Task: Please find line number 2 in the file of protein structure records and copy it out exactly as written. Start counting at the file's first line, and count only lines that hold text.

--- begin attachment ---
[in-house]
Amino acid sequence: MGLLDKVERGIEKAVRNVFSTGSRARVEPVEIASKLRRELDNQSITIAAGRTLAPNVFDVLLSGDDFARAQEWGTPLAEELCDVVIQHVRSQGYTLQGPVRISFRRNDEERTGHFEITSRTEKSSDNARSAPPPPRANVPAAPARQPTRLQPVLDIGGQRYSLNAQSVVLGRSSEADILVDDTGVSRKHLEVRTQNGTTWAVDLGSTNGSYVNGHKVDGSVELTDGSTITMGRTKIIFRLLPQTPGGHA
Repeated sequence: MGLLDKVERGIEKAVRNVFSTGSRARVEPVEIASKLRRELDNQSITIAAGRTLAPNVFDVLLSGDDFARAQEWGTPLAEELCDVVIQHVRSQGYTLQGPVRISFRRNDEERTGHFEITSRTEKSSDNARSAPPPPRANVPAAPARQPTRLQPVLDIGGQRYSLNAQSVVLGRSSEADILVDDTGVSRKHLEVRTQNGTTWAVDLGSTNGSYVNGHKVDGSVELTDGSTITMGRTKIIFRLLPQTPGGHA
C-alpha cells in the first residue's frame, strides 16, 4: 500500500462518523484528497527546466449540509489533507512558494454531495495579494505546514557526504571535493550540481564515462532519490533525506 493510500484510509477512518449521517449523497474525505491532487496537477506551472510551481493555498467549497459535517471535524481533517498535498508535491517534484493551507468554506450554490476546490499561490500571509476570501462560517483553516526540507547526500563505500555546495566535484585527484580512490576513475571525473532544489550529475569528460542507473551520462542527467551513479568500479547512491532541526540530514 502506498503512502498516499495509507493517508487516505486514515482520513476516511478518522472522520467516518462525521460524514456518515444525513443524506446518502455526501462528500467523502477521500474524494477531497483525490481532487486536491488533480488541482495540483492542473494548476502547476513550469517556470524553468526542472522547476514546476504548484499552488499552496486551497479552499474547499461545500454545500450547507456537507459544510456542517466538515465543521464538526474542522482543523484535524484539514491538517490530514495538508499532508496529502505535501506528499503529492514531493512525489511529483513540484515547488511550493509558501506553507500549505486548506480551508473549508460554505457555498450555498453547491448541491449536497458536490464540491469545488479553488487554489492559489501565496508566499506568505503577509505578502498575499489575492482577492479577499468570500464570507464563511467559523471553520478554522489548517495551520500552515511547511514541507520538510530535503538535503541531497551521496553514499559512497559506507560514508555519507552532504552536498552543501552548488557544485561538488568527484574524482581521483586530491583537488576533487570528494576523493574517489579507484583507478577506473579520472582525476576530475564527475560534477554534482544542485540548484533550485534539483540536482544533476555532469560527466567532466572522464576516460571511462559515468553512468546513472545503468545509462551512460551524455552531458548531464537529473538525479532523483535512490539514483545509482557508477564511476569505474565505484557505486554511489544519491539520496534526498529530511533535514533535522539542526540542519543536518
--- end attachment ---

Amino acid sequence: MGLLDKVERGIEKAVRNVFSTGSRARVEPVEIASKLRRELDNQSITIAAGRTLAPNVFDVLLSGDDFARAQEWGTPLAEELCDVVIQHVRSQGYTLQGPVRISFRRNDEERTGHFEITSRTEKSSDNARSAPPPPRANVPAAPARQPTRLQPVLDIGGQRYSLNAQSVVLGRSSEADILVDDTGVSRKHLEVRTQNGTTWAVDLGSTNGSYVNGHKVDGSVELTDGSTITMGRTKIIFRLLPQTPGGHA